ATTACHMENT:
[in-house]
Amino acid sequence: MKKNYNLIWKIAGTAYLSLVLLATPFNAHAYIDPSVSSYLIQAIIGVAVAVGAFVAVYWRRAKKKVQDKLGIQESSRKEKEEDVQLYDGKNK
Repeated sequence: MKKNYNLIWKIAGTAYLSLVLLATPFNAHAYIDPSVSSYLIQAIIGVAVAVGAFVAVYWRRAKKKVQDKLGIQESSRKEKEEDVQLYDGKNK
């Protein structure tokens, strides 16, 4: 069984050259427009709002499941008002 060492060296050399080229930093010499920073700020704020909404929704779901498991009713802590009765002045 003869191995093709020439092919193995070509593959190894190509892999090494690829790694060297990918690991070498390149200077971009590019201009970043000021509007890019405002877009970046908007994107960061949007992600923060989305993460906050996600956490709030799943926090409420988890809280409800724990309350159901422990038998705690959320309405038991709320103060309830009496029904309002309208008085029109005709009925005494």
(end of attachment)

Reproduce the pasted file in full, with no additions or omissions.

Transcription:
[in-house]
Amino acid sequence: MKKNYNLIWKIAGTAYLSLVLLATPFNAHAYIDPSVSSYLIQAIIGVAVAVGAFVAVYWRRAKKKVQDKLGIQESSRKEKEEDVQLYDGKNK
Repeated sequence: MKKNYNLIWKIAGTAYLSLVLLATPFNAHAYIDPSVSSYLIQAIIGVAVAVGAFVAVYWRRAKKKVQDKLGIQESSRKEKEEDVQLYDGKNK
């Protein structure tokens, strides 16, 4: 069984050259427009709002499941008002 060492060296050399080229930093010499920073700020704020909404929704779901498991009713802590009765002045 003869191995093709020439092919193995070509593959190894190509892999090494690829790694060297990918690991070498390149200077971009590019201009970043000021509007890019405002877009970046908007994107960061949007992600923060989305993460906050996600956490709030799943926090409420988890809280409800724990309350159901422990038998705690959320309405038991709320103060309830009496029904309002309208008085029109005709009925005494």